We landed on Mljet (mil-yet) this morning, a sparsely populated, densely forested island, 2 miles deep and 20 miles long.  A good portion of the island was designated as a national park in 1960, the first of its kind in the Adriatic.  We hiked into the woods to the edge of Big Lake, actually a bay with a narrow outlet to the sea, causing a mix of fresh and salt water with the tides.  A small boat took us across the lake to St. Mary's Island, hardly bigger than a baseball field, on which a Benedictine monastery was built in the 12th century.  The building has been repurposed several times with each invasion, friendly or otherwise.  It now serves as a restaurant, poised to close for the season on November 1.  St. Mary's also holds a tiny cemetery, long out of commission, where bodies were buried vertically to save space.  

As a result of jiggling our schedule, we cruised to another small island this afternoon, Šipan, pronounced ship-ann, using one of the extra letters of the Croatian alphabet.  It has a pretty harbor and an array of old stone houses along the waterfront.  When you look a bit more closely you see that some of the houses are mere shells, no roofs, long deserted.  A big earthquake in 1979 drove some people away and the lack of opportunity increased the flight subsequently.  The population is now under 1,000.

As with the other small islands that we have visited, Šipan has an elementary school and a doctor in general practice.  Anything further in education or medical specialization requires a long boat ride to either Split or Dubrovnik.  A helicopter is called in for emergencies.

There were no special landmarks in the village, but the sight of pomegranate trees swollen with fruit was out of the ordinary for most of us.

Monday, October 24, 2016
We cruised for about two hours this morning to Dubrovnik, the southern tip of Croatia.  The actual distance that we covered Split to Dubrovnik is less than 200 kilometers, but this trip was not about haste.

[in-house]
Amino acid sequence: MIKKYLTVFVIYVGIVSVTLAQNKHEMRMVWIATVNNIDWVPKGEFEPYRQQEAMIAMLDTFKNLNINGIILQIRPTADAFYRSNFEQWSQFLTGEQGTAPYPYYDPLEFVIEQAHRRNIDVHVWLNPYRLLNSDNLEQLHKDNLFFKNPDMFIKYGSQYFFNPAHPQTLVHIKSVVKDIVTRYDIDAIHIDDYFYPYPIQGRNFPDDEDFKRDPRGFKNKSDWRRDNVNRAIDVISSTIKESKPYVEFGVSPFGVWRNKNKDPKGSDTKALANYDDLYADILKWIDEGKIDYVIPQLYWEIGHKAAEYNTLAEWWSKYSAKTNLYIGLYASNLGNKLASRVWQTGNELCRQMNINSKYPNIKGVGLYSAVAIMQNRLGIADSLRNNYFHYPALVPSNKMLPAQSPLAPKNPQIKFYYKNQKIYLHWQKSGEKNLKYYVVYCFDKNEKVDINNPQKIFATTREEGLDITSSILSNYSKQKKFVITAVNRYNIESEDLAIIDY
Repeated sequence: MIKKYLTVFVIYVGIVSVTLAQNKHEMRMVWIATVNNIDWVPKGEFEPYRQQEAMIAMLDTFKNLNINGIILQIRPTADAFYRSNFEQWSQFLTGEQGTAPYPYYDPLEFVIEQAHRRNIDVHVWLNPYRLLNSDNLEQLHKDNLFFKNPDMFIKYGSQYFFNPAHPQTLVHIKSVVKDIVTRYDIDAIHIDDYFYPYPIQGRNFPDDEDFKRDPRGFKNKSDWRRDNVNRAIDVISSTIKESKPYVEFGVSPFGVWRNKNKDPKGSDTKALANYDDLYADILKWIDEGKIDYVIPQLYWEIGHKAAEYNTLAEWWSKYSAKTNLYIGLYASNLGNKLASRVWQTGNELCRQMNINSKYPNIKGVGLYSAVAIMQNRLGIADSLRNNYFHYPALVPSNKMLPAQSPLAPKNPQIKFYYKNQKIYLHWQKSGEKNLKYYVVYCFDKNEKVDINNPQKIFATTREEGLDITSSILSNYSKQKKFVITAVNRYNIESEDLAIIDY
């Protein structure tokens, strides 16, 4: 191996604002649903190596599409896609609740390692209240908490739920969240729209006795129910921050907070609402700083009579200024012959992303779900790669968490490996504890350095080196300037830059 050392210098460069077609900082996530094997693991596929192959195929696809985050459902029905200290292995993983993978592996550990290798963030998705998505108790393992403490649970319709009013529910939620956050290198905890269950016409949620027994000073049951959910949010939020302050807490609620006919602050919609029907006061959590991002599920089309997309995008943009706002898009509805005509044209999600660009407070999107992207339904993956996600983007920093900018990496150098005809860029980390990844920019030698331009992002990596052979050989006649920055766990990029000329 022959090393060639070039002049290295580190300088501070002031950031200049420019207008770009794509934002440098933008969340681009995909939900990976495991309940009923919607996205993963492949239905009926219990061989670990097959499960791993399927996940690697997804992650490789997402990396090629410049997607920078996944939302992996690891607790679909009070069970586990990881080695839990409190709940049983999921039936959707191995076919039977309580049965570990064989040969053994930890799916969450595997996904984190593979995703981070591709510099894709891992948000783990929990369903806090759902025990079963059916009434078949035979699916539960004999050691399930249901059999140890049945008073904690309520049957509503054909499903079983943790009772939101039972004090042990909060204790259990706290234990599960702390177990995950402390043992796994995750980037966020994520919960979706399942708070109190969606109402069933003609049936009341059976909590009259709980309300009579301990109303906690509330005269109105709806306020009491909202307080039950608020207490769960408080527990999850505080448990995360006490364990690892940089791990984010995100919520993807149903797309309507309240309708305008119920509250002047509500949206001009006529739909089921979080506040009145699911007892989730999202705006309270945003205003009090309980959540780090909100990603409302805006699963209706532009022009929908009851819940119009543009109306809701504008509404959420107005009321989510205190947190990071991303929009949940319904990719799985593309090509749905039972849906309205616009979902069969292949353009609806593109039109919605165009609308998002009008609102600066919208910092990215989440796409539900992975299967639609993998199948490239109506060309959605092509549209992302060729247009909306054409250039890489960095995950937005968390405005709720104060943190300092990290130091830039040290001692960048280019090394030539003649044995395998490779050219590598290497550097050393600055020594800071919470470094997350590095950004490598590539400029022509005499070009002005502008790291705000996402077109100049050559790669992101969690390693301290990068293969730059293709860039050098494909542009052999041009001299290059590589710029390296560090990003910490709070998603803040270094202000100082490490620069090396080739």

Before we went ashore to explore Dubrovnik, we had a very informative lecture by a young academic, that is someone under 60, about Dubrovnik's success as an independent city-state for four-and-a-half centuries until overrun by Napoleon.  

Dubrovnik's old town is completely walled in and probably the most charming place that we have visited, even with the dense presence of T-shirt shops, jewelry stores and restaurants.  It contains a cathedral (inevitably), the rector's palace (the rector was the appointed big cheese of the city-state), other mansions and churches, and narrow residential alleys at right angles to the main street running down the center.  

It also has a synagogue, apparently founded in the mid-16th century, larger and more formal in appearance than Split's synagogue.  The current Jewish population of Dubrovnik is around 50 and it seems never to have had a significant Jewish presence.  The synagogue's memorial to victims of the Nazis and local fascists has 27 names, while a plaque in the Split synagogue lists about 100 names.  These numbers, from the second and third largest cities in the country, come nowhere near the estimate of 33,000 Croatian Jews killed in the Holocaust, according to the United States Holocaust Museum.